Google has so far removed 440K+ search results on ‘right to be forgotten’ grounds

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In addition to being a delicate, polarizing issue that the world’s largest provider of online search services is still fighting in courts around the old continent, the right to be forgotten concept put into practice by the European Union last year apparently requires a lot of time and resources spent by Google.

And we mean a lot, with a grand total of 348,508 claims filed since May 2014, concerning more than 1.2 million URLs, of which the now Alphabet-owned search giant only removed 42 percent. That’s a lofty 441,778 results nonetheless, and of course, Google had to properly evaluate each and every request before assessing their merits.

Unsurprisingly, Facebook leads the ranks of websites with the most URL addresses deleted, over 10,000, followed by the lesser known Profile Engine database, at close to 8K, Google’s own Groups app, YouTube, and Badoo, a social network chiefly popular in Latin America, Spain, Italy, and France.

Twitter also makes the top ten, but its 3,900 count is actually surpassed by Google Plus, the social platform that the former’s fans would like to believe no one uses.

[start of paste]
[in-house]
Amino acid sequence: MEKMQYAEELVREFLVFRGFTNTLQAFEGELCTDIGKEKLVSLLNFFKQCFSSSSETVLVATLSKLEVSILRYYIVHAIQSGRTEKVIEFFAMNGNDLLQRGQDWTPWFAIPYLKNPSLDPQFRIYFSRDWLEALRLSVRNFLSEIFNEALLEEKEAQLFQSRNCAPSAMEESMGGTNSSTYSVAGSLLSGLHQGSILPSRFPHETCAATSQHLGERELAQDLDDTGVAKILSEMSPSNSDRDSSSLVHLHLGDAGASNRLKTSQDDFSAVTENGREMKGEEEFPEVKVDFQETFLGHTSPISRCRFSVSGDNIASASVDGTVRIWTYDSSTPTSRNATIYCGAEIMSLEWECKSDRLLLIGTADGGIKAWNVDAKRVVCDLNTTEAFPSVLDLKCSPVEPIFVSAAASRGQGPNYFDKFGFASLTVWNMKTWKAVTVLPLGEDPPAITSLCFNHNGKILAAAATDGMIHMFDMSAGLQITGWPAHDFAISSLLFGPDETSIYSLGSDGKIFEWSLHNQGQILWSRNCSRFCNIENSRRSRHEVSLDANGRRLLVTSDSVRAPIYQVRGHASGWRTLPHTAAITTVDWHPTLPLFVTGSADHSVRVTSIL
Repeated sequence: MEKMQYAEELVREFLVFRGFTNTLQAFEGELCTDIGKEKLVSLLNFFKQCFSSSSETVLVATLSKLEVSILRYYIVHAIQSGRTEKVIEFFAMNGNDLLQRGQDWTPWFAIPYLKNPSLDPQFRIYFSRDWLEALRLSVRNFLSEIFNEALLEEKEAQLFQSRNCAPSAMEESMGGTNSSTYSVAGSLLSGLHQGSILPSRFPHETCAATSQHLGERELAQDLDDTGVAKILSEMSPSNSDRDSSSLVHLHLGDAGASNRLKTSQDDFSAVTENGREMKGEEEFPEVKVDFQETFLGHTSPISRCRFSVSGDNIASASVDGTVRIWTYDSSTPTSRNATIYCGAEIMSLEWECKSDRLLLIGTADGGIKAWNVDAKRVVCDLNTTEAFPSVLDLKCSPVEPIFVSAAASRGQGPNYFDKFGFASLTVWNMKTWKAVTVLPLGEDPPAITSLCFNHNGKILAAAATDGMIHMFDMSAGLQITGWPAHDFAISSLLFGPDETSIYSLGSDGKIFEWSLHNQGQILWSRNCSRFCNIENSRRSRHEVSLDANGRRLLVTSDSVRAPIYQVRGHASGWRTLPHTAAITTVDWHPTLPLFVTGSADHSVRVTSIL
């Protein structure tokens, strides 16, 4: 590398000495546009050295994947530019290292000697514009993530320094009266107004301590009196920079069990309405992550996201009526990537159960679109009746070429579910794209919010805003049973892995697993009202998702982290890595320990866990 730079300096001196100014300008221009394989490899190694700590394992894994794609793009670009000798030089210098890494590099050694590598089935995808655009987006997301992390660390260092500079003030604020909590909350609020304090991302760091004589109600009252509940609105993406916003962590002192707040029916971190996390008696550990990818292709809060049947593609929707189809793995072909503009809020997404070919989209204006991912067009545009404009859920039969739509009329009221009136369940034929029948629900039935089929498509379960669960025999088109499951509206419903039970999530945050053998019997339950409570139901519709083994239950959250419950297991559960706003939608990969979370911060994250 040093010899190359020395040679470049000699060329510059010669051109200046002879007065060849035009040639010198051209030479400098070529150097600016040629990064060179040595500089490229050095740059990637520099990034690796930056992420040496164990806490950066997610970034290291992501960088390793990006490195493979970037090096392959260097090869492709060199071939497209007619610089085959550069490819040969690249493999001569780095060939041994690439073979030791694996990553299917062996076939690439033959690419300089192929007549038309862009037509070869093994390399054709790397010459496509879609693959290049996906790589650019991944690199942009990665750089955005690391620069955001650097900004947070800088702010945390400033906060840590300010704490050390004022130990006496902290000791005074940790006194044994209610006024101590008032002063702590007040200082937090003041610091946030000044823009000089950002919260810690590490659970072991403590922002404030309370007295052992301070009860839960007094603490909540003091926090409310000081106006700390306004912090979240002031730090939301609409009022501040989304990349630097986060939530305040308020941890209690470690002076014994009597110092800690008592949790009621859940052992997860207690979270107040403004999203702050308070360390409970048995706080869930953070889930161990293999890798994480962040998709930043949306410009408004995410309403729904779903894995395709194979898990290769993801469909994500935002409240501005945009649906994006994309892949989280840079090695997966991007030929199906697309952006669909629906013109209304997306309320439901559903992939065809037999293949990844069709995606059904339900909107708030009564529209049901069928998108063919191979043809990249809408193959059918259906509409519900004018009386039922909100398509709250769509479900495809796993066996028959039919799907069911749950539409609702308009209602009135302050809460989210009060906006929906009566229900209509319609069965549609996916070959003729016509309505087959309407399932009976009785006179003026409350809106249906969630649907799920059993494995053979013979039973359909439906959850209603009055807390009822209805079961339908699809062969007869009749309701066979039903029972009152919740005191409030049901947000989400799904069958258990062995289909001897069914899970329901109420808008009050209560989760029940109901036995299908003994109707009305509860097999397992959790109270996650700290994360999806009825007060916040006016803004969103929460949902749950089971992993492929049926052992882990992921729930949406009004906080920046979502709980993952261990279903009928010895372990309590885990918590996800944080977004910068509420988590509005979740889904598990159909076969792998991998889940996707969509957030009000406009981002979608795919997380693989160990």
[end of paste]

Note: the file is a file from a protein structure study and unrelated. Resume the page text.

In case you’re not familiar with the right to be forgotten policy, this is meant to “omit” search results for queries that include a person’s name and are “inadequate, irrelevant, no longer relevant, or excessive.” Understandably, the decision can often seem arbitrary or unequivocally wrong, though Big G is trying hard to eliminate subjectivity and prejudice of any kind, offering a couple of very straightforward scenarios where webpages were delisted and a petition for delisting was denied.

Namely, all references to a “decades-old criminal conviction” of a current “high-ranking public official” in Hungary were retained, yet an individual in Belgium initially found guilty of a serious offense, then acquitted on appeal, attained his online justice too, getting libelous search hits dismissed. Too bad not everything is so black and white all the time.

Source: Google 

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About The Author
Adrian Diaconescu
Adrian has had an insatiable passion for writing since he was in school and found himself writing philosophical essays about the meaning of life and the differences between light and dark beer. Later, he realized this was pretty much his only marketable skill, so he first created a personal blog (in Romanian) and then discovered his true calling, which is writing about all things tech (in English).